Halftones


This is the final part of a multi-post story on flexography for the designer. You can read more of my previous posts on the subject herehere,  here, and here.

Part V – Wrapping Up

I’ve really on just touched briefly on a lot of tricks designers can use to make things easier on press time. The things I’ve blogged about will reduce spoilage and get your designs onto presses faster, as there will be less time taken up by technicians “fixing” your mistakes. And it will create a better looking product for your customer.

Which leaves me to my last bit of advice. Research. Research. Research. The grocery store is full of things that are printed Flexographically. Just about any decent brand name potato chip bag or soft drink label covers everything I’ve written on this subject. Seeing what other people have done with their flexo designs will help you out in making your technical decisions.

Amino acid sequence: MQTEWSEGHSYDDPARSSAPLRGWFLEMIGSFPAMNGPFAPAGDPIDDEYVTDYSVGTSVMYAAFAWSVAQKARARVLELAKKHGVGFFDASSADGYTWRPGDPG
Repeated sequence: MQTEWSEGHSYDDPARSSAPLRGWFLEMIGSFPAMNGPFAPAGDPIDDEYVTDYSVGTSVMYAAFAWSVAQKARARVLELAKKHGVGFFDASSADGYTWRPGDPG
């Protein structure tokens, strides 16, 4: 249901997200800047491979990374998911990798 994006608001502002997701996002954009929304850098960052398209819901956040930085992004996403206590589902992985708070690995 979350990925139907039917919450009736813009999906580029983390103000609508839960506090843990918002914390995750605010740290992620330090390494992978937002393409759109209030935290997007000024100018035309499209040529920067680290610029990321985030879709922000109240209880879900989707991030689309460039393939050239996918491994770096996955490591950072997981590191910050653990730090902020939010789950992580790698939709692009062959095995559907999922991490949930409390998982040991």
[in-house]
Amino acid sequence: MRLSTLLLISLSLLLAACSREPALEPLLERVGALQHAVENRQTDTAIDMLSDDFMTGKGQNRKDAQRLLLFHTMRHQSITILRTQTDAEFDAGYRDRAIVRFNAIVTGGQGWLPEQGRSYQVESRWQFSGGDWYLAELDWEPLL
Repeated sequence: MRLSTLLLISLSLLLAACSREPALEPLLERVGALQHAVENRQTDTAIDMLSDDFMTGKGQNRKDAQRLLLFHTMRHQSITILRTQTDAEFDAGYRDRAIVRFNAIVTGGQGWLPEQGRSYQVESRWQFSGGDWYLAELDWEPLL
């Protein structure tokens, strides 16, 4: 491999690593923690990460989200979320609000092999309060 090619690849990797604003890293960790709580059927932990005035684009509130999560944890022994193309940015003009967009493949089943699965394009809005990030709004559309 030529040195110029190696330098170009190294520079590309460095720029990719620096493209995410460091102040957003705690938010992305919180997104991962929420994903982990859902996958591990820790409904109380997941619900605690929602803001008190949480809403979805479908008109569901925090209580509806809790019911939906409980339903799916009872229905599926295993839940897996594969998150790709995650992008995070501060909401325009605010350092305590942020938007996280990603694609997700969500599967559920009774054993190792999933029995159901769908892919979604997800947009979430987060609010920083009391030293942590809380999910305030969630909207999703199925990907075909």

Just about every aisle in the grocery store has at least SOMETHING printed flexographically.

Just about every aisle in the grocery store has at least SOMETHING printed flexographically.


You can get more information by following this link. I am in no way affiliated with this organization, but they appear to be one of the few people who have ever posted a great deal of technical information regarding printing and design specs for flexo printing on the Internet. I find some of the information regarding the set up of computer files to be a tad dated, but the rest of the information should give you a clear understanding of the state of flexo printing. It also goes into a great deal more depth into typical line thickness and other press tolerances than I have. It is no substitute for dealing with your specific printer, but will help you out if you are in a bind and need info right away.

Enjoy.

Advertisements